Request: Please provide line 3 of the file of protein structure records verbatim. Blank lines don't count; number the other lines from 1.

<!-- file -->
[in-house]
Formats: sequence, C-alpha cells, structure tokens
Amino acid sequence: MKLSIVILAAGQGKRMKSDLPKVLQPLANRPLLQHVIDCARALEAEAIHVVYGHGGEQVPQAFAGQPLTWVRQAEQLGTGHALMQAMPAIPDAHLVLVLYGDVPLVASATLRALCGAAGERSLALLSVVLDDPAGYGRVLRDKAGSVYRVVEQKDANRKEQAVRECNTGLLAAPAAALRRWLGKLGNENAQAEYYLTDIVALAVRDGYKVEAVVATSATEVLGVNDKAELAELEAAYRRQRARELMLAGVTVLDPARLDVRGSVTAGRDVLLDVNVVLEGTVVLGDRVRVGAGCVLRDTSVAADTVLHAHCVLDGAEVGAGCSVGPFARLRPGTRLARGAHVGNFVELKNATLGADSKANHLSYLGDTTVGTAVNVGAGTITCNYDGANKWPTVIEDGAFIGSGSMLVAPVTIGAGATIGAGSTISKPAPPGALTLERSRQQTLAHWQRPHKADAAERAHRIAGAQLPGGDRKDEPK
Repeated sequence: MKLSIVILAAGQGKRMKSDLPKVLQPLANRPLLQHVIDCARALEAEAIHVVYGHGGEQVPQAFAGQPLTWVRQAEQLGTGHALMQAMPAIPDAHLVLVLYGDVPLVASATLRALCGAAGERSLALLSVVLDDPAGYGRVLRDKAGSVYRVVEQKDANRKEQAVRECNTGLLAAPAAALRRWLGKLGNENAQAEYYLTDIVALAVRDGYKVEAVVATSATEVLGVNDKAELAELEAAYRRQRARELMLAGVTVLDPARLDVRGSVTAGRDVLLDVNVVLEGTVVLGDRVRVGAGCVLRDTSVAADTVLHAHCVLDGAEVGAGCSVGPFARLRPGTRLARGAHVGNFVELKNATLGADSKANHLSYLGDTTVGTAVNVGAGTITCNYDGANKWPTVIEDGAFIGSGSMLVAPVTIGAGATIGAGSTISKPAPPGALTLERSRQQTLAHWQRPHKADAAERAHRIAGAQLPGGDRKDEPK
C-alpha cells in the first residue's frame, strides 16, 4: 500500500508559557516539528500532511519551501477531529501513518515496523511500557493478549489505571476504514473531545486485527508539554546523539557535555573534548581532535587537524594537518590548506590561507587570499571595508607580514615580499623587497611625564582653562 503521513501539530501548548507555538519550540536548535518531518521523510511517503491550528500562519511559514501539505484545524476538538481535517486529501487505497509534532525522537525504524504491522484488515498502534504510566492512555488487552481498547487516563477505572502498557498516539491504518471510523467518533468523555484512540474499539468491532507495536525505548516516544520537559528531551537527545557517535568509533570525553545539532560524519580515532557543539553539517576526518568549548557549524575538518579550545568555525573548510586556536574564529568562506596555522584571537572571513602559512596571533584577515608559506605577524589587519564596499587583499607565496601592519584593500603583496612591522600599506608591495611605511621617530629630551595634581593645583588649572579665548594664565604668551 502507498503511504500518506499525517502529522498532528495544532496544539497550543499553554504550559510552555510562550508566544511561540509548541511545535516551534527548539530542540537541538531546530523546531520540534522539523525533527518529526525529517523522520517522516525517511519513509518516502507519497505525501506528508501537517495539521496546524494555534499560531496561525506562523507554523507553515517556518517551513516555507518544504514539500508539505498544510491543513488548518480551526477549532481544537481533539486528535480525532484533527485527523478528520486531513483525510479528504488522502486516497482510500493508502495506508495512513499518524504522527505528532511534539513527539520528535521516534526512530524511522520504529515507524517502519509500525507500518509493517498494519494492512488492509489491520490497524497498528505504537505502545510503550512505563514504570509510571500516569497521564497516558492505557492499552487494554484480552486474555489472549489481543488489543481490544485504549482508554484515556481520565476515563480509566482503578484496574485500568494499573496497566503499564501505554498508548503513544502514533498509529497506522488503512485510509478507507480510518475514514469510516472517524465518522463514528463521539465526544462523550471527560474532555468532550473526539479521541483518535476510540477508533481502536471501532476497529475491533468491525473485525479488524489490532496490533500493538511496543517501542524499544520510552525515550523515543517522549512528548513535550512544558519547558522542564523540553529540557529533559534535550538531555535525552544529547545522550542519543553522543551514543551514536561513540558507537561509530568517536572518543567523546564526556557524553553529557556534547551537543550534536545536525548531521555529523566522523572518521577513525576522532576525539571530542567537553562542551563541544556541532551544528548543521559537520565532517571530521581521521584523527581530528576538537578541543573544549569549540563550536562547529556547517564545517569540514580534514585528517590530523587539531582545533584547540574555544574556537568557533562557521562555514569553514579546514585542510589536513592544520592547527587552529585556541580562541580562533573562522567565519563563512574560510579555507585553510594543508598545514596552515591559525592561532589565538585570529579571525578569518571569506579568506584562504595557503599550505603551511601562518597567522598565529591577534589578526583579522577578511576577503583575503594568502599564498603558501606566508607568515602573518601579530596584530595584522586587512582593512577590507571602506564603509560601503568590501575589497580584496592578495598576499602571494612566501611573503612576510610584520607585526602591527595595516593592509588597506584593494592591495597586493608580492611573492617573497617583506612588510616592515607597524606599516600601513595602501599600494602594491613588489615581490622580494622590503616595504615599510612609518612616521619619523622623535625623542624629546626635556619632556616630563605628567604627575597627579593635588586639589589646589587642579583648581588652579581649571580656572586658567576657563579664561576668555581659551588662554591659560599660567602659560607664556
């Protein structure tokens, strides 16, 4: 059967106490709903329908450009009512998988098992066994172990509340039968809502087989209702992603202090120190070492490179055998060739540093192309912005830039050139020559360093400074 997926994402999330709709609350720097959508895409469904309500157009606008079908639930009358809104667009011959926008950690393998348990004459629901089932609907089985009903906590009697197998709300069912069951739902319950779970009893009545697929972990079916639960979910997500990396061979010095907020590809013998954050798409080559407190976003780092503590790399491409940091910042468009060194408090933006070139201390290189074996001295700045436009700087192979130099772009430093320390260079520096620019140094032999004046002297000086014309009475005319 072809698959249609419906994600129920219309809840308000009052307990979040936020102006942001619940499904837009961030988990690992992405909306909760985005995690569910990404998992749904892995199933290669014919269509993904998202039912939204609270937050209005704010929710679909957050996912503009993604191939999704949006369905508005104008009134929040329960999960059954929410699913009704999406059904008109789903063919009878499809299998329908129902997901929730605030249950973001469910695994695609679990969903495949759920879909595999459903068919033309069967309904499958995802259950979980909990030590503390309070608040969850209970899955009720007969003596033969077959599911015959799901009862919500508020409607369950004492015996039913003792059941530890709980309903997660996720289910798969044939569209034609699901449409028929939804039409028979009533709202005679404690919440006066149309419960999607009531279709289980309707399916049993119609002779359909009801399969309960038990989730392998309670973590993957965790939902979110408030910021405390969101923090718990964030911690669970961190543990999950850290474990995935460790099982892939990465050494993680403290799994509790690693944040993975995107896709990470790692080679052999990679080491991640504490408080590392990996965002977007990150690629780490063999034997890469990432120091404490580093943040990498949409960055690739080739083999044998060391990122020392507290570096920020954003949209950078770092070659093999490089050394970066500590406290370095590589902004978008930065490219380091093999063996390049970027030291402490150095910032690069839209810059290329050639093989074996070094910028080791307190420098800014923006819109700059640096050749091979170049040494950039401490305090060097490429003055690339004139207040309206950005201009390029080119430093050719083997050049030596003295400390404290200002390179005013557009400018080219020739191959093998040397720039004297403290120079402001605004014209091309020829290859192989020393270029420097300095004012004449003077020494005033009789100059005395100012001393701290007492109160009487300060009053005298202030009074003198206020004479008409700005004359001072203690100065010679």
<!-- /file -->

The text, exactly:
Amino acid sequence: MKLSIVILAAGQGKRMKSDLPKVLQPLANRPLLQHVIDCARALEAEAIHVVYGHGGEQVPQAFAGQPLTWVRQAEQLGTGHALMQAMPAIPDAHLVLVLYGDVPLVASATLRALCGAAGERSLALLSVVLDDPAGYGRVLRDKAGSVYRVVEQKDANRKEQAVRECNTGLLAAPAAALRRWLGKLGNENAQAEYYLTDIVALAVRDGYKVEAVVATSATEVLGVNDKAELAELEAAYRRQRARELMLAGVTVLDPARLDVRGSVTAGRDVLLDVNVVLEGTVVLGDRVRVGAGCVLRDTSVAADTVLHAHCVLDGAEVGAGCSVGPFARLRPGTRLARGAHVGNFVELKNATLGADSKANHLSYLGDTTVGTAVNVGAGTITCNYDGANKWPTVIEDGAFIGSGSMLVAPVTIGAGATIGAGSTISKPAPPGALTLERSRQQTLAHWQRPHKADAAERAHRIAGAQLPGGDRKDEPK